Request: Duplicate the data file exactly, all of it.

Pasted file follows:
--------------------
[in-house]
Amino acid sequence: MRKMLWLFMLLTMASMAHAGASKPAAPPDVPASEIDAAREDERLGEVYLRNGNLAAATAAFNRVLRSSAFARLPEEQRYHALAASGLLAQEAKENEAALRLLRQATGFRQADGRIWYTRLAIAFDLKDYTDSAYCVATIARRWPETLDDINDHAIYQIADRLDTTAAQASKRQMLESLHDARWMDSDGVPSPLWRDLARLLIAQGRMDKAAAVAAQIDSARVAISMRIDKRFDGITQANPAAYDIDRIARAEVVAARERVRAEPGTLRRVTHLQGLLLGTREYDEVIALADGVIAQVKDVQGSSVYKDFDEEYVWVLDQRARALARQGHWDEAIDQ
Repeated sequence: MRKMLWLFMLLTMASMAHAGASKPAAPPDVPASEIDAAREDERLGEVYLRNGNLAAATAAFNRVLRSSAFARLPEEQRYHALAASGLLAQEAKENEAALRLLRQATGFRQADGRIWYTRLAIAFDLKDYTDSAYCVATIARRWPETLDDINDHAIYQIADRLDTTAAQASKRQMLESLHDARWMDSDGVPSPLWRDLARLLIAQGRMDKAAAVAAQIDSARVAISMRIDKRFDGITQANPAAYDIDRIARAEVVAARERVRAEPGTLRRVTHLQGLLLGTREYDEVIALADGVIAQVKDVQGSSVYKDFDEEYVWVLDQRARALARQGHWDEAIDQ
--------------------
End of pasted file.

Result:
[in-house]
Amino acid sequence: MRKMLWLFMLLTMASMAHAGASKPAAPPDVPASEIDAAREDERLGEVYLRNGNLAAATAAFNRVLRSSAFARLPEEQRYHALAASGLLAQEAKENEAALRLLRQATGFRQADGRIWYTRLAIAFDLKDYTDSAYCVATIARRWPETLDDINDHAIYQIADRLDTTAAQASKRQMLESLHDARWMDSDGVPSPLWRDLARLLIAQGRMDKAAAVAAQIDSARVAISMRIDKRFDGITQANPAAYDIDRIARAEVVAARERVRAEPGTLRRVTHLQGLLLGTREYDEVIALADGVIAQVKDVQGSSVYKDFDEEYVWVLDQRARALARQGHWDEAIDQ
Repeated sequence: MRKMLWLFMLLTMASMAHAGASKPAAPPDVPASEIDAAREDERLGEVYLRNGNLAAATAAFNRVLRSSAFARLPEEQRYHALAASGLLAQEAKENEAALRLLRQATGFRQADGRIWYTRLAIAFDLKDYTDSAYCVATIARRWPETLDDINDHAIYQIADRLDTTAAQASKRQMLESLHDARWMDSDGVPSPLWRDLARLLIAQGRMDKAAAVAAQIDSARVAISMRIDKRFDGITQANPAAYDIDRIARAEVVAARERVRAEPGTLRRVTHLQGLLLGTREYDEVIALADGVIAQVKDVQGSSVYKDFDEEYVWVLDQRARALARQGHWDEAIDQ